Self-Care during the Stressful Holiday Season

Holidays are always a stressful time with the extra hustle and bustle. Families tend to socialize more, spend more, eat more and sleep less during this time. Having a child with cancer in addition to the holidays can be overwhelming.

It is important to take time for self-care and recognize when you are feeling stressed. Some common signs of stress are irritability, sleep problems, feeling anxious, chest pains, fatigue, headaches, rapid heartbeat, stomach problems and trouble concentrating. Research shows that regular self-care practices can reduce the adverse effects of stress.

Cancer treatment and side effects are often out of your control and can be very stressful. Self-care is a wonderful way to feel empowered.

What is “Self-Care?”

“Self-care” are practices that promote well-being in mind, body and soul. The most common types of self-care are exercise, healthy eating and good sleep. These are also the hardest to fit into a busy, unpredictable cancer treatment lifestyle.

Proper nutrition is very important but often difficult when living in a hospital room. Emotional eating can often take over as well. This can be an effective distraction but in the long run will lead to increased anxiety, dependence on food and weight gain.

Self-Care during the Holidays

During the holidays last year, 9 year-old Anna caught the flu and another virus in addition to battling neuroblastoma.  Spending time in the ER is not how anyone wants to spend the holidays.  Anna’s mom, Ashley, is planning ahead for this year.  She suggests limiting the amount of people you see and avoid large gatherings with family and friends.  Ashley always asks herself: “Will the benefits of attending outweigh the potential harm of attending?”  This helps her find balance and boundaries during the chaotic time of year.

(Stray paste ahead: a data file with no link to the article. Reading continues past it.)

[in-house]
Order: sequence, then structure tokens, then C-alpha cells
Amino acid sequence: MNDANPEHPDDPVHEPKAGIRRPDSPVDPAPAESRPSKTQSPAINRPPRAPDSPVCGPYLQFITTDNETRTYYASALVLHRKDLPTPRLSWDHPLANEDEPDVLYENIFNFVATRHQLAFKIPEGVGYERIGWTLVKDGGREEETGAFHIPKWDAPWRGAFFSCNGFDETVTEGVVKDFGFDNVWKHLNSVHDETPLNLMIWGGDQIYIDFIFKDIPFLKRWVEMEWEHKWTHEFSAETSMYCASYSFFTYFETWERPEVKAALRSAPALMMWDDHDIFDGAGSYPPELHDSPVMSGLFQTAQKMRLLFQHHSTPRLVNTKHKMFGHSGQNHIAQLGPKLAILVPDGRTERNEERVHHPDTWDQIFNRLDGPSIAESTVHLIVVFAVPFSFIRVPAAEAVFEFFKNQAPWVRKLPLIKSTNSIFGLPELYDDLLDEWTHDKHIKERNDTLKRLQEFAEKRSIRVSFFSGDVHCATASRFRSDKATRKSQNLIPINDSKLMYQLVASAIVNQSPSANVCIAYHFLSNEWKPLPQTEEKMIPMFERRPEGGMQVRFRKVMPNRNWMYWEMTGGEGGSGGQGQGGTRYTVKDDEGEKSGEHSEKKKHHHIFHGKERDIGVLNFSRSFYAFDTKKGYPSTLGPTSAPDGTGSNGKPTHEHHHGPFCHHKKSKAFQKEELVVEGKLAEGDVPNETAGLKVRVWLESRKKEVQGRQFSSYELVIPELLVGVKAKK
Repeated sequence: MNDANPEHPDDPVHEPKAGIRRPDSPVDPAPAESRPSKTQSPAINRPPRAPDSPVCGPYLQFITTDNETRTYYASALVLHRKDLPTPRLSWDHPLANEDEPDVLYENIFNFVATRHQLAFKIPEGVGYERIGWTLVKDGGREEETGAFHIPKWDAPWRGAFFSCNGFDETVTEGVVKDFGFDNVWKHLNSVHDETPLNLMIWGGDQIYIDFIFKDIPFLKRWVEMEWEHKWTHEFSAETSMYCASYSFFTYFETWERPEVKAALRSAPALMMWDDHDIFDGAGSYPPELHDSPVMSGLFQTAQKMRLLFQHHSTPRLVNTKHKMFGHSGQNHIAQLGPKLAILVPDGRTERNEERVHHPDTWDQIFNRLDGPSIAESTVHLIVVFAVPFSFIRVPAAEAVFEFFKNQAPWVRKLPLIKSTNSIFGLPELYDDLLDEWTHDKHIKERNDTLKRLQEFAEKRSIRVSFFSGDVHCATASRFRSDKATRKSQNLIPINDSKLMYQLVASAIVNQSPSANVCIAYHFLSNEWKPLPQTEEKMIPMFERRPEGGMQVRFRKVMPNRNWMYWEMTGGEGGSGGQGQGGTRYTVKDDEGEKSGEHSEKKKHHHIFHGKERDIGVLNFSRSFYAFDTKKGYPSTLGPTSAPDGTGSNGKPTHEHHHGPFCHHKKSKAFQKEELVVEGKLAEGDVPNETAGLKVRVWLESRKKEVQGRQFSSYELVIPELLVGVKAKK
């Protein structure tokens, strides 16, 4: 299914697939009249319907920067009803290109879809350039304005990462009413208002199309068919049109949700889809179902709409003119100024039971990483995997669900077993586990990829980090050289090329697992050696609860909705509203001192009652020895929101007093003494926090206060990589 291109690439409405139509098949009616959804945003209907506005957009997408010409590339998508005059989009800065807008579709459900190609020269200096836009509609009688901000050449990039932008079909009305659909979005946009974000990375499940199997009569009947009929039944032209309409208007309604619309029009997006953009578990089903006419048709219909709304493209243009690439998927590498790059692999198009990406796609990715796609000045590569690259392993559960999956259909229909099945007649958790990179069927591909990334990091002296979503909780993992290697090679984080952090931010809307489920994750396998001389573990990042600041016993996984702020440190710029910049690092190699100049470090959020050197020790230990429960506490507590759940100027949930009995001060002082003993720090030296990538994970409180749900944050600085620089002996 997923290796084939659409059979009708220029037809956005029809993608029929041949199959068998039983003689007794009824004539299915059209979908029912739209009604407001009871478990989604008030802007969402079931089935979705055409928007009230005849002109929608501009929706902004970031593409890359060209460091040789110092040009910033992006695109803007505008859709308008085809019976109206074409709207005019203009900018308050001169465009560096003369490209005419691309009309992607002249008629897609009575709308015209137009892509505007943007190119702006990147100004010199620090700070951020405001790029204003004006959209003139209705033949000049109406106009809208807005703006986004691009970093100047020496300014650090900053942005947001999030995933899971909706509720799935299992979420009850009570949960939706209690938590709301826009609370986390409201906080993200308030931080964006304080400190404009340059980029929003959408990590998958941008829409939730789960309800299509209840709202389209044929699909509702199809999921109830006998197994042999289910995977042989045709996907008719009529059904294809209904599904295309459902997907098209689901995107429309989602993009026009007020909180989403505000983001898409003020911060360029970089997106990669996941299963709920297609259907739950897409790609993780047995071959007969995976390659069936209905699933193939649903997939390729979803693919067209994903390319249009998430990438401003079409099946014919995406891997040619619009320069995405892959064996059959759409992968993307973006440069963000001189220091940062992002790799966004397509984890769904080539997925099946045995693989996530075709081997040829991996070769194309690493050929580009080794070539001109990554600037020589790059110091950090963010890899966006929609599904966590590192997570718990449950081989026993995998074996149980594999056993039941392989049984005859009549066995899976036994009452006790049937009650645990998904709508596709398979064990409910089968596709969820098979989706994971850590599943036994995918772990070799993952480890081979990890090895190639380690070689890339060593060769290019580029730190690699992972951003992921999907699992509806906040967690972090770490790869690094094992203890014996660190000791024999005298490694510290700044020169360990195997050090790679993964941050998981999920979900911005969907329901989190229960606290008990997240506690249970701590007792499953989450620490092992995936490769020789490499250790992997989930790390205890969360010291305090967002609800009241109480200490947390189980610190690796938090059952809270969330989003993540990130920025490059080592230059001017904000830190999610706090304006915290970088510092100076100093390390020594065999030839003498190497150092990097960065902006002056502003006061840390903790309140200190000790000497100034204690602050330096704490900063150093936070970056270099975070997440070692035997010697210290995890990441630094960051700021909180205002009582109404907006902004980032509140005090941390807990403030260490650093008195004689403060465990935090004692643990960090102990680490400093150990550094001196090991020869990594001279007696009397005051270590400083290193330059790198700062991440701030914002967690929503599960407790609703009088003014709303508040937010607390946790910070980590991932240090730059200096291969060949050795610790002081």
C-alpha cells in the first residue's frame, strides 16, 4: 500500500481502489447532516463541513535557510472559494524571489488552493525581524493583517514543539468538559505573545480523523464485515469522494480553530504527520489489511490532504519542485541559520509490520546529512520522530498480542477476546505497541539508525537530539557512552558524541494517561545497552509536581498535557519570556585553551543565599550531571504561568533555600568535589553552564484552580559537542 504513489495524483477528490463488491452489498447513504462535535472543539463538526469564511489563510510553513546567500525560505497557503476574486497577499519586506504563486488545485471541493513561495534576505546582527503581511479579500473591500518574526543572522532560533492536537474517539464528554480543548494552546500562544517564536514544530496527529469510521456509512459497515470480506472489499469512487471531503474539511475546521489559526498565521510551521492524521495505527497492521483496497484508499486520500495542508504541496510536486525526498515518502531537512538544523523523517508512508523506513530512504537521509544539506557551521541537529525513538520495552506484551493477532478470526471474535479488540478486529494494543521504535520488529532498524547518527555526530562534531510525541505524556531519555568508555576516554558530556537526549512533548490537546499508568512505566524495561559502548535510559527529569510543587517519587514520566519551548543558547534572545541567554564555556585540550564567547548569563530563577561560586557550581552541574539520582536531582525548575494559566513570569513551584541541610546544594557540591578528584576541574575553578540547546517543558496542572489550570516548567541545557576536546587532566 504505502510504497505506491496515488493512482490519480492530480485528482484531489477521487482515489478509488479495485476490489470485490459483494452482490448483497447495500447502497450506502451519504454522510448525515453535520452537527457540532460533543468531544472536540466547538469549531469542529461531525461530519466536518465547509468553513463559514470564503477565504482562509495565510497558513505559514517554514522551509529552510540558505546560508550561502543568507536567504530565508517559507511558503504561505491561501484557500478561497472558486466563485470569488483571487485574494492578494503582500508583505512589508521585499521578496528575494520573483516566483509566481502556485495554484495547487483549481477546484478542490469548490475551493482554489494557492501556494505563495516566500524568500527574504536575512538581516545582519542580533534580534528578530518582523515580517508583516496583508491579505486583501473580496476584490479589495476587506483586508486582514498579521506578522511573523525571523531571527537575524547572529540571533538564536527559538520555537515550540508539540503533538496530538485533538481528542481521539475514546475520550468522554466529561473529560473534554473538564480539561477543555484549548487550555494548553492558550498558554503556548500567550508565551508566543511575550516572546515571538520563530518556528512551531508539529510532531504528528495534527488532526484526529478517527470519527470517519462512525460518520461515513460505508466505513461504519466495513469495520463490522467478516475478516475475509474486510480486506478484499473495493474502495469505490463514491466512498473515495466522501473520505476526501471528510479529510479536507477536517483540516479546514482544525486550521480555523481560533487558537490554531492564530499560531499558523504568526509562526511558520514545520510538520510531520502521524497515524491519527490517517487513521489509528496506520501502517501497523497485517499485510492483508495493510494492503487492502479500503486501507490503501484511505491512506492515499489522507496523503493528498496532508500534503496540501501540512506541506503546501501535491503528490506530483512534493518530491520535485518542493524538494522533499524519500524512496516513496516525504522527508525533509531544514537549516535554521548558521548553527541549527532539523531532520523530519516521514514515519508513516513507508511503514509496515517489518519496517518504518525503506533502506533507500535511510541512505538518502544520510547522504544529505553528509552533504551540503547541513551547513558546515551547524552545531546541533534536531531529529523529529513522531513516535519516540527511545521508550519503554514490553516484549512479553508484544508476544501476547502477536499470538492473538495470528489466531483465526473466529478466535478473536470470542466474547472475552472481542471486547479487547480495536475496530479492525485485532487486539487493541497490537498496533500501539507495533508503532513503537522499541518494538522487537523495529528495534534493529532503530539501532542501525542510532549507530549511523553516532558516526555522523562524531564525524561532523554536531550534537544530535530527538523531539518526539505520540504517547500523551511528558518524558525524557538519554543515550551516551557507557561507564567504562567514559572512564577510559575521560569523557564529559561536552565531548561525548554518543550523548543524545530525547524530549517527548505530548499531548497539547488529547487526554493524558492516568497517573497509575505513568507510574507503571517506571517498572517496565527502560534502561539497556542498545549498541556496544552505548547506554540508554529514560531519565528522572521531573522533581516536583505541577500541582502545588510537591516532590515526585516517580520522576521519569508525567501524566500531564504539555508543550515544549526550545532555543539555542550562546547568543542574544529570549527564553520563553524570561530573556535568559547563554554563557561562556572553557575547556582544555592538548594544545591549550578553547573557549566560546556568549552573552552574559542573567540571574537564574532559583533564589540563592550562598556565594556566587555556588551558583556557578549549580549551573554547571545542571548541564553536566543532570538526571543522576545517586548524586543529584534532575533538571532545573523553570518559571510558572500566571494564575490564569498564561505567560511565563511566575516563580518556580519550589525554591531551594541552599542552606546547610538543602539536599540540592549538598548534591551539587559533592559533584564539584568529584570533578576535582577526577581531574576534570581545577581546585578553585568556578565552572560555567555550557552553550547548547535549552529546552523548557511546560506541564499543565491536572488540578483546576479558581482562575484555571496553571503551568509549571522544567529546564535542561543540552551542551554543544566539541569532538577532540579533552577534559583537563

Ashley agrees sleep is very important. Chronic sleeplessness can alter your emotional and physical health. It can lead to additional stress, weight gain or irritability.  “We do try to keep our kids on a predictable sleep schedule and squeeze in naps whenever possible for us adults.”

Meet Anna – Neuroblastoma Warrior

Exercise is also a very helpful and healthy form of self-care because it triggers the same hormones in your brain as anti-anxiety and antidepressant medications. This may be the most important to fit into your schedule, even if it’s just walking around the hospital. “My husband and I trade off exercise days so that we both keep a fairly regular routine,” said Ashley. “I watch the kids on Saturday morning while he rides his bike and then usually I take a long walk Saturday evening with a friend.”

Gratitude and staying positive is another important self-care tip. Simply thinking about what you’re thankful for builds stronger positive emotional pathways in your brain. Ashely also added, “I would suggest focusing on the blessings of being together and all the delights of the holiday season.  We do things in the car or outside- like driving to look at lights or visiting an outside light display.  We try to celebrate our health and time together more than gifts.”

Your self-care needs are likely to be different from others and could change over time. It’s important to know numerous approaches so you are prepared. Other ideas can include:

  • Seeking and accepting support from others
  • Spending time with loved ones
  • Using aromatherapy/essential oils
  • Meditating
  • Engaging in activities you find fulfilling such as crafting, taking a bath, baking, reading
  • Getting a massage
  • Starting a journal or blog
  • Listen to calming music or using relaxation apps

Most importantly, don’t wait until you are overwhelmed. Recognize the signs and identify the sources of stress so you can take the needed action. Remember, as the flight attendants say, “Put your oxygen mask on first before helping others.” You can’t take care of your child if you don’t take care of yourself first.